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Abdullah Ibrahim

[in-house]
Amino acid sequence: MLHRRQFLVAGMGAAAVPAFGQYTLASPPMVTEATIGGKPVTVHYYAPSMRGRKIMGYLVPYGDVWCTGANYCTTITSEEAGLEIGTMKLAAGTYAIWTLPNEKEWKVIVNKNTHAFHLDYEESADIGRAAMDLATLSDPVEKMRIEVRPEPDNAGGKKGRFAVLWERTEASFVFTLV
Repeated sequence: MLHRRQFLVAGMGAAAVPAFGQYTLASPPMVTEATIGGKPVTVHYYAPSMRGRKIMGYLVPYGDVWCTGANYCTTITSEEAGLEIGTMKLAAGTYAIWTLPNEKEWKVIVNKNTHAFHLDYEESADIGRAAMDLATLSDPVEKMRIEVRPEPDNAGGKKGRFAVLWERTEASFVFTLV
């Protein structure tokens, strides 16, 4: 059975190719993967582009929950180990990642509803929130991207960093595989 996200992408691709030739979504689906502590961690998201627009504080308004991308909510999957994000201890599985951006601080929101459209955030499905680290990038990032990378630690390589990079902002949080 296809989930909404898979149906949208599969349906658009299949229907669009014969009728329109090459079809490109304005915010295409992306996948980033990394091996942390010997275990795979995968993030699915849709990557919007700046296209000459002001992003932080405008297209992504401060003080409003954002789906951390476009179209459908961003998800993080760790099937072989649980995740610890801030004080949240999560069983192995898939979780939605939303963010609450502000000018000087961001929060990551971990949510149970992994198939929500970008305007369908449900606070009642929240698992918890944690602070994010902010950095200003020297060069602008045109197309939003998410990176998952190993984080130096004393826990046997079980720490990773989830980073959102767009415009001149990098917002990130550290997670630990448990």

In 1962 pianist Abdullah Ibrahim left South Africa for Switzerland, where he was discovered the next year by Duke Ellington, who produced his northern-hemisphere recording debut. His jabbing bass notes, well-placed chords, and authoritative attack declare his kinship with Ellington, and also with Thelonious Monk, whose tunes Ibrahim covers from time to time. But those influences account for just a sliver of his sound. He spent his youth soaking up the gospel music of his grandfather's Christian church, traditional Xhosa tribal tunes, the circular patterns and overlapping rhythms common to much African percussion music, and the simplified, streamlined brand of jazz that took root in his native Cape Town. Ibrahim carries it all with him: he'll establish a revolving left-hand bass line as deftly as a boogie-woogie pianist and then drift into a trance above it, catching Monk's signature hesitations, letting a singing line come gradually forward as its accompaniment melts away. At heart he's a melodist, able to imbue a simple tune with deep feeling or buoyant energy. He's written some very beautiful and catchy pieces insufficiently covered by others. If he's recorded a few rather often himself--"The Wedding," "African Marketplace," "Bra Joe from Kilimanjaro"--that's mostly a function of how many records he's made: way too many, with bands of widely varying quality. (The best Ibrahim disc I've heard lately is a reissue of a 1977 duo date with drummer Max Roach, Streams of Consciousness, on Piadrum.) At HotHouse (where tickets will set you back $35 at the door) he'll be backed by two musicians who've played with him quite a bit since the mid-90s. Bassist Belden Bullock has worked with drummers Roy Haynes and Ralph Peterson and pianists Andrew Hill and Ahmad Jamal; drummer George Gray's road resume includes Earth, Wind & Fire, Stevie Wonder, and Cassandra Wilson. Ibrahim doesn't tour often (he hasn't been in town since early '95), and the trio format suits him well, providing rhythmic support but plenty of elbow room; pricey or not, this show presents a fine and rare opportunity. Saturday, July 5, 8 PM, HotHouse, 31 E. Balbo; 312-362-9707.

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